Gregory Consolidated Mining Company v. Starr
E. W. Toole and Wm. Wallace, Jr., for plaintiffs in error.
W. F. Sanders, for defendant in error.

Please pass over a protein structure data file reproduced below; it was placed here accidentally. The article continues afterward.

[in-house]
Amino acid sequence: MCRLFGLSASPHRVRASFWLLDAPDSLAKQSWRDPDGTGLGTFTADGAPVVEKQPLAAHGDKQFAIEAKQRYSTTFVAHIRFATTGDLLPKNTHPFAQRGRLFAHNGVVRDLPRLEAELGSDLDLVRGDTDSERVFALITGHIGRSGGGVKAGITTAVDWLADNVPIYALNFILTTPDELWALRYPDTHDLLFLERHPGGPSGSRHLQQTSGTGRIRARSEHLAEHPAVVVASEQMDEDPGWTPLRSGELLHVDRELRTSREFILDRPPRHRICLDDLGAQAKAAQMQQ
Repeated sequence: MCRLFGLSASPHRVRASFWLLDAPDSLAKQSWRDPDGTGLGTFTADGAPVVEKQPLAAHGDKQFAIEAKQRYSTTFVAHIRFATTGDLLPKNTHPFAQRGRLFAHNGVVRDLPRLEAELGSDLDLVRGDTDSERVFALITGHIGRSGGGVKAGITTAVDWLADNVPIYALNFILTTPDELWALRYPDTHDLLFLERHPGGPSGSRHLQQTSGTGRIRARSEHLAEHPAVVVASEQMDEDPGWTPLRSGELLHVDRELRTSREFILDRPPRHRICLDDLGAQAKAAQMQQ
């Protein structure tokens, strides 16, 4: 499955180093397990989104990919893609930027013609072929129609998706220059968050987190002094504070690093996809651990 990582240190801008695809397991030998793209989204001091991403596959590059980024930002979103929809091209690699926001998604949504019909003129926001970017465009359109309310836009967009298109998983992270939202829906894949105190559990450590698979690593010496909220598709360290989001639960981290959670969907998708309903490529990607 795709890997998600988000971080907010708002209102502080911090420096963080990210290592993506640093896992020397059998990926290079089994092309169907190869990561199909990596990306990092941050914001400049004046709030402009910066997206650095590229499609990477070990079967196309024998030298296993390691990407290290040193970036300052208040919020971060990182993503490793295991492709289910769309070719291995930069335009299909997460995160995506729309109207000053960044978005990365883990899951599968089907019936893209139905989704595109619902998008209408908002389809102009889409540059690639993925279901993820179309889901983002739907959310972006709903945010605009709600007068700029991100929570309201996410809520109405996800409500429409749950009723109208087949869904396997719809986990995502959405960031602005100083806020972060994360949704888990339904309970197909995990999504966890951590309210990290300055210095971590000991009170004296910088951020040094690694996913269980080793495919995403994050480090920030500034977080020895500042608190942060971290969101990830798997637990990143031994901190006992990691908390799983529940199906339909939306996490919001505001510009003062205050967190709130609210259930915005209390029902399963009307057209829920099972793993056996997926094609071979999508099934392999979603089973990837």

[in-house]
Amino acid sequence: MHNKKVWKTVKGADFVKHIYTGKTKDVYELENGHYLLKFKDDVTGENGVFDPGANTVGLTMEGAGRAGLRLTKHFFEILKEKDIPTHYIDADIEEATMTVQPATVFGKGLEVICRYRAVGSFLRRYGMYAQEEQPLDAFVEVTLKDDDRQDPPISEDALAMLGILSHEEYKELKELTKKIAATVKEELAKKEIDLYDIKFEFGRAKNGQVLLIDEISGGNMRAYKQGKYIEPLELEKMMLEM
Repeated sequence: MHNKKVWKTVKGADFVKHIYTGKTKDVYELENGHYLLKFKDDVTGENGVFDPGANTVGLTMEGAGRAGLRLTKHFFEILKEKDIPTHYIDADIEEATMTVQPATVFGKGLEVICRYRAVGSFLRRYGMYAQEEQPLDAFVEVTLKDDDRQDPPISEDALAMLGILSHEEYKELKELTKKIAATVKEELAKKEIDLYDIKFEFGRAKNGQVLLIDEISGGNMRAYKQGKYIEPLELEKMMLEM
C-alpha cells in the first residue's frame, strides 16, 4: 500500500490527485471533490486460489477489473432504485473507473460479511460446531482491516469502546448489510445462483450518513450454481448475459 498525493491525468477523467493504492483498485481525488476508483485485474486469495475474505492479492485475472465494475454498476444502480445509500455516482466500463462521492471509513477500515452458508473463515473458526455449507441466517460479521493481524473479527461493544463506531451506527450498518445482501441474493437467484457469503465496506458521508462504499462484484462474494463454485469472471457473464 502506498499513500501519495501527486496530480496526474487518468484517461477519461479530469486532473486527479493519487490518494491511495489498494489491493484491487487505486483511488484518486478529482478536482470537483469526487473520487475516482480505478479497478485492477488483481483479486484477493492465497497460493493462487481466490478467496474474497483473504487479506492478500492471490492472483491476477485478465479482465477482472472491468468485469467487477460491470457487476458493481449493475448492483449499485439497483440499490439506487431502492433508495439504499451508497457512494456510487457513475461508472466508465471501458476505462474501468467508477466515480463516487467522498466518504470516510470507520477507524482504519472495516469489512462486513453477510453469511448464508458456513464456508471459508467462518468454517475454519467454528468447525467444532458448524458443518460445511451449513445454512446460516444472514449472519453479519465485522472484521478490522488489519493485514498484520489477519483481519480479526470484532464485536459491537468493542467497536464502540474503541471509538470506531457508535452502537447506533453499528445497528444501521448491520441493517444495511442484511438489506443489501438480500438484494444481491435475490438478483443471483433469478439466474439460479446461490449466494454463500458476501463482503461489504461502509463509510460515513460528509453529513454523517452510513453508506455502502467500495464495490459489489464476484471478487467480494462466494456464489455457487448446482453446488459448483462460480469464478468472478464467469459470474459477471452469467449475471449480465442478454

On July 28, 1883, the AEtna Iron-Works of San Francisco entered into a contract with the Gregory Consolidated Mining Company to build and equip for it at Gregory, mont., a complete concentrating mill of specified capacity. The contract provided that the mill 'shall be completed and delivered in perfect running order within four months from date, provided the lumber required to be used in constructing the building and placing the machiney therein is delivered on the ground at Gregory aforesaid * * * within forty days after the receipt of the bill for said lumber by H. W. Child, representing said party of the second part.' In consideration of this the mining company agreed to pay $20,000 upon receipt at Helena, Mont., of a bill of lading showing a shipment of the machinery from San Francisco, and the sum of $30,000 in three equal installments, 'in thirty, sixty, and ninety days from the acceptance, upon completion of said mill by said party of the second part.' The $20,000 was paid on receipt of the bill of lading; but the three installments of $10,000 each were none of them paid, and these actions were brought to recover those installments. No. 357 on our docket, though later in number, was the first action commenced in the district court of Montana, and was to recover the first installment. No. 356 was commenced some months thereafter, and was to recover the lst two installments. It was commenced later, was tried later, and judgment was rendered at a later day; but somehow it occupies an earlier position on our docket. The difference between the two cases are these: No. 356 was tried by a jury; No. 357 by the court without a jury. In No. 256 a foreclosure of a mechanic's lien was sought, but not in 357. The answer in the suit for the second and third installments, No. 356, claimed damages for the failure to complete the mill within the time specified in the contract. With these exceptions the cases are substantially identical. The testimony in the two cases was practically the same, being mainly by depositions. Both cases are brought to this court by writ of error. As one of them, No. 357, was tried by the court without a jury, it could only be brought here by appeal. Hecht v. Boughton, 105 U.S. 235; act of April 7, 1874, (18 St. p. 27, c. 80,) § 2. We have, therefore, no jurisdiction over this case. As to both of them, it may also be observed that the requirements of section 997, Rev. St., and rule 21 of this court, as to the assignment and specification of errors, have been ignored. The only suggestion in respect to error presented by either record is that made in the statement of appeal from the district to the supreme court of the territory; and the briefs filed in this court by the plaintiff in error were the same as were filed in the supreme court of the territory without compliance with rule 21, and with even inaccurate references to the pages of the record on which the specifications in the statement of appeal to the supreme court of the territory are found. We could properly dispose of these cases on the ground of this disregard of the requirements of the statute and rules; but 10 per cent. damages are asked under clause 2 of rule 23, and therefore we pass to inquire what are the real merits of this controversy, and what are the errors which in any way are suggested by the record. There is no doubt as to the sufficiency of the complaints. Indeed, no objection was made to them. Upon the general merits of the case, it may be observed that the answers first denied the transfer from the AEtna Iron-Works to plaintiff. One witness, himself interested in the iron-works, testified to the transfer; and there was no testimony even tending to gainsay this. The answers also denied the making of the contract. The assistant general manager of the mining company was called as a witness, identified the contract, and testified to its execution by himself for the mining company. The testimony is undisputed, not only that the mill was built and equipped, but also that it was accepted and operated by the defendant. A letter from Prof. Hesse was in evidence, signed by him as superintendent of the Gregory smelter, informing the iron-works of the completion of the contract; his entire satisfaction with the work done; that the concentrator was of larger capacity than that called for by the contract; and that the building was substantially and well built, and the machinery of first-class workmanship. The party who represented the iron-works in this transaction testified that Child, the assistant general manager of the mining company, told him he must please Hesse in the construction of the mill; and that, if the mill was acceptable to Hesse, it would be to the company. Hesse testified that he showed his letter of acceptance to Child, and that he made no objection to it, and that he accepted it on April 18, 1884; and Child, the assistant general manager, himself, when called as a witness, testified that Hesse was at the time of the building of the mill his representative at the works. Under these circumstances, it does not admit of doubt that the judgments were right, and that substantial justice was done thereby.